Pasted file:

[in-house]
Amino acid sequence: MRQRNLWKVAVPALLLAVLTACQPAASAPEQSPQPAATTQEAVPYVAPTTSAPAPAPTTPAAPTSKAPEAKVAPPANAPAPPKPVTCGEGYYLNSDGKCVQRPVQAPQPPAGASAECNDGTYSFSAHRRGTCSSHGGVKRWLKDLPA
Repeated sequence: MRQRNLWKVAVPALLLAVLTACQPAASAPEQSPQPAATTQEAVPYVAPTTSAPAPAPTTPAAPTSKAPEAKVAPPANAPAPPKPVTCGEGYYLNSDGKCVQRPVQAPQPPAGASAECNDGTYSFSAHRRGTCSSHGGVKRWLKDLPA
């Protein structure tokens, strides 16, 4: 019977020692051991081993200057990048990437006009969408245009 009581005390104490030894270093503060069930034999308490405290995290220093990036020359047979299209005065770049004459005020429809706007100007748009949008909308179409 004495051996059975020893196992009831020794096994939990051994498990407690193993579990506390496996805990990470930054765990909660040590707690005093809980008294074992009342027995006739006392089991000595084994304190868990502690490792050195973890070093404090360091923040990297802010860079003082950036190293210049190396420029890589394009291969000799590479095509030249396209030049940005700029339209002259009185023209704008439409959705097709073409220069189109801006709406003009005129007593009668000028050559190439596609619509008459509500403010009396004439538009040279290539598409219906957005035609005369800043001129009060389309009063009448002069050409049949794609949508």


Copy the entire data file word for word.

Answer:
[in-house]
Amino acid sequence: MRQRNLWKVAVPALLLAVLTACQPAASAPEQSPQPAATTQEAVPYVAPTTSAPAPAPTTPAAPTSKAPEAKVAPPANAPAPPKPVTCGEGYYLNSDGKCVQRPVQAPQPPAGASAECNDGTYSFSAHRRGTCSSHGGVKRWLKDLPA
Repeated sequence: MRQRNLWKVAVPALLLAVLTACQPAASAPEQSPQPAATTQEAVPYVAPTTSAPAPAPTTPAAPTSKAPEAKVAPPANAPAPPKPVTCGEGYYLNSDGKCVQRPVQAPQPPAGASAECNDGTYSFSAHRRGTCSSHGGVKRWLKDLPA
């Protein structure tokens, strides 16, 4: 019977020692051991081993200057990048990437006009969408245009 009581005390104490030894270093503060069930034999308490405290995290220093990036020359047979299209005065770049004459005020429809706007100007748009949008909308179409 004495051996059975020893196992009831020794096994939990051994498990407690193993579990506390496996805990990470930054765990909660040590707690005093809980008294074992009342027995006739006392089991000595084994304190868990502690490792050195973890070093404090360091923040990297802010860079003082950036190293210049190396420029890589394009291969000799590479095509030249396209030049940005700029339209002259009185023209704008439409959705097709073409220069189109801006709406003009005129007593009668000028050559190439596609619509008459509500403010009396004439538009040279290539598409219906957005035609005369800043001129009060389309009063009448002069050409049949794609949508």